This section contains information on the fundamentals of creating sites. As you can create all sorts of site with neatComponents, it is hard to provide detailed guidance that will be relevant to your particular needs, so the information here is designed to equip you with the skills to use the system; you can then use these skills to create the exact site you have in mind.
All development systems have their own mindset, so to help you quickly 'get' the system, the rest of this page takes you through the process of creating a site using neatComponents.
It's not a detailed how-to (they are in the column on the right -> ), it's more an insight into the issues and approaches...
The role of web pages in the system
Web pages have two roles.
1 - They provide the structure and display of your web site or application, just like a conventional web site.
2 - They also provide a surface on which you embed the output from other components. Any given web page can be both used as a simple web page AND as an embedding surface.
How does it work?
This short video introduces you to the basics of site building and how 'applications' are created.
You will find detailed instructions in the right column of this page, and below there is a text discussion of how best to approach website and application construction.
Your site or application
Your site could be a brand new web site, a new data application or a conversion exercise where a site is being taken over from another provider, and needs to be brought into this way of doing things.
Either way, it's important to start with a clear idea of what you are aiming at. Certainly the system is flexible, and it won't mind if you move sections around and change things dramatically throughout the process, but you'll find the job much easier if you don't need to change direction half-way through.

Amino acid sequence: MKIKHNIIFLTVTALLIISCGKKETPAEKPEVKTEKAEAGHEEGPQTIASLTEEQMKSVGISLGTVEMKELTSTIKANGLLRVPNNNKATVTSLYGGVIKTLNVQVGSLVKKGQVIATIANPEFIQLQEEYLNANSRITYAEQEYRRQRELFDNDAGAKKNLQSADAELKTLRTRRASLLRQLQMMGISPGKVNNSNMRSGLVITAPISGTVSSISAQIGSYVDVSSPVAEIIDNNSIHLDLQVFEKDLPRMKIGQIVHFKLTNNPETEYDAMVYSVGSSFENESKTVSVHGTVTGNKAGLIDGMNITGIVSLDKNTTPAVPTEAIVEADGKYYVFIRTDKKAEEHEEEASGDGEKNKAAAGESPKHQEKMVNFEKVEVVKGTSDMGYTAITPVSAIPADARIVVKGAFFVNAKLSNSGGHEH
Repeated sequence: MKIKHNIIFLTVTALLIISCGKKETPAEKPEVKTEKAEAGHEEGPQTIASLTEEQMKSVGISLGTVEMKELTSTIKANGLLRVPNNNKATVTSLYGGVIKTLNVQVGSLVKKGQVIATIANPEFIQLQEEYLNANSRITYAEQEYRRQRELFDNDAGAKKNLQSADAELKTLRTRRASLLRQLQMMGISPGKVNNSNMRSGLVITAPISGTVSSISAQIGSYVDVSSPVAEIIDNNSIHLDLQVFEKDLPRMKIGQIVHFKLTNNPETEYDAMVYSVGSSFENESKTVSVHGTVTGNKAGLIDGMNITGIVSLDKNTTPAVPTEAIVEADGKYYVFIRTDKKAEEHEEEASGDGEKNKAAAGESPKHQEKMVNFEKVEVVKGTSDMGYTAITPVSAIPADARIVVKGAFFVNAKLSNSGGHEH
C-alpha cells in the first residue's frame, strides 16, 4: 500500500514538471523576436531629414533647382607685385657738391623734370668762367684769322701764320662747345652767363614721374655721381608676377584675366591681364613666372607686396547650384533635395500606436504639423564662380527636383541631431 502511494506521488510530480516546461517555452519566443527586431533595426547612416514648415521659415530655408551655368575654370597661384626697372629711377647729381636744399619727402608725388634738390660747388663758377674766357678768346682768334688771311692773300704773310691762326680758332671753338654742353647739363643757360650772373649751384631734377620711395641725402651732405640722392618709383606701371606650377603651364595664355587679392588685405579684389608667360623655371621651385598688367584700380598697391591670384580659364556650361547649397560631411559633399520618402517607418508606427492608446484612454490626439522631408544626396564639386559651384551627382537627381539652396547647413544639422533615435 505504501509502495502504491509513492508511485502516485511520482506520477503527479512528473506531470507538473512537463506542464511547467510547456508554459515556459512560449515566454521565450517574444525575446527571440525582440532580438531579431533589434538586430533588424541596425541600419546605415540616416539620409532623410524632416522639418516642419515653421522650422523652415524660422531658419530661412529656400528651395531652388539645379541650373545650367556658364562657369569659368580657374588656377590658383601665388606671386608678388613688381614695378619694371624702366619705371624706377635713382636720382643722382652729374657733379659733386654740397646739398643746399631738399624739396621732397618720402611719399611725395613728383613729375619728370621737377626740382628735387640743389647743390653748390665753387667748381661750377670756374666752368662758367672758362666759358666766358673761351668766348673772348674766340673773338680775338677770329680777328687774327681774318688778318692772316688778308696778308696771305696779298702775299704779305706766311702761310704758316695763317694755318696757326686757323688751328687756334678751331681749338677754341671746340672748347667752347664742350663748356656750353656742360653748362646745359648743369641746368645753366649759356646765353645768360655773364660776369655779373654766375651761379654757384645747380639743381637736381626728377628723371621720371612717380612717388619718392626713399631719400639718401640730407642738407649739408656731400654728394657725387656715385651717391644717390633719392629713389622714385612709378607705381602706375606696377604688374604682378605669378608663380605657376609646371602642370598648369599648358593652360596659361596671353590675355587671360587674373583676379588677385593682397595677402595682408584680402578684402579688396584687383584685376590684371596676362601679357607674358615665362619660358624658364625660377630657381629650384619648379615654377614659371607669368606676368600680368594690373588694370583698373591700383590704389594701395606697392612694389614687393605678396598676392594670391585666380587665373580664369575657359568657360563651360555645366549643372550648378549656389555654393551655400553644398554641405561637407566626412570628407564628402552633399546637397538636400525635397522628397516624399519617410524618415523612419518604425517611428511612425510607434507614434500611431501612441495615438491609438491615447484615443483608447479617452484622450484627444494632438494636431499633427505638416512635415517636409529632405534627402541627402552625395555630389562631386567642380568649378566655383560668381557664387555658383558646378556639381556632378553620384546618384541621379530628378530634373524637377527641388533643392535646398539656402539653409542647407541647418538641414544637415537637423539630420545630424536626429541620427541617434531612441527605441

What you won't find here...
No templates This is not a template based system. That gives you complete flexibility on how sites and applications look, but it also means there are no pre-canned graphics or layouts to drag into place.
No graphics editor We know that you will probably already have a favorite graphics editor, such as Photoshop, so there is no point in duplicating that functionality.
If you need no-cost/low-cost graphics editors we suggest IrfanView for image editing, and Xara for graphics generation.
No staging - No FTP You are always working online. You create pages online, you add components online, you manage styles and imagery and links all online. There is no separate 'uploading' or FTP process. Instead there is a live view of your site called the Layout Manager, accessible from any page or component which gives you control over site structure, visibility and every other aspect.
Creating the site
The first thing to do is to create a blank site. There is a detailed how-to step-by-step tutorial available at: A First Site here ... and we provide a free blank site ready to go.
Working on your own Usually you'll want to create the new site on a preview address before setting it 'live' on the intended domain name. So set up the DNS for a subdomain (eg www.sitename.developer.com) and point the A Record at your nc server. Make the blank site listen on that domain name. Browse to the site, and login.
The initial site will just have the 'fundamental' components for logging in and managing users and user groups, in an Admin area.
In the Layout Manager, we now need to define the structure of the site. It's worth creating a top-level page called 'Website', into which the pages which make up the public site will go. Later on you can then create other top level pages as hidden test areas or for use by behind-the-scenes data management components.
You now need to flesh out the structure of the site by adding a 'tree' of pages and sub-pages (in the 'Website' page we just created). At this stage we're not worrying about putting any content on the pages themselves.
We can now set the default page for the site, in the Layout Manager, right-click on the page that visitors to the domain name will arrive at, and select 'Site Default Page'
Building the navigation
With the structure defined, now is a good time to make it visible. We do this in the Layout Manager by defining Layout Elements that surround the page body, and in the Layout Elements, creating one or more Navigation Zones. Generally, you want to have one 'primary navigation' which shows all the main sections of the site, (which may also have flyouts/ dropdowns to show subsections), and you might also want to define a secondary navigation which will show sub-pages for the page the visitor is in (ie without them having to mouse over to display a flyout in the primary navigation)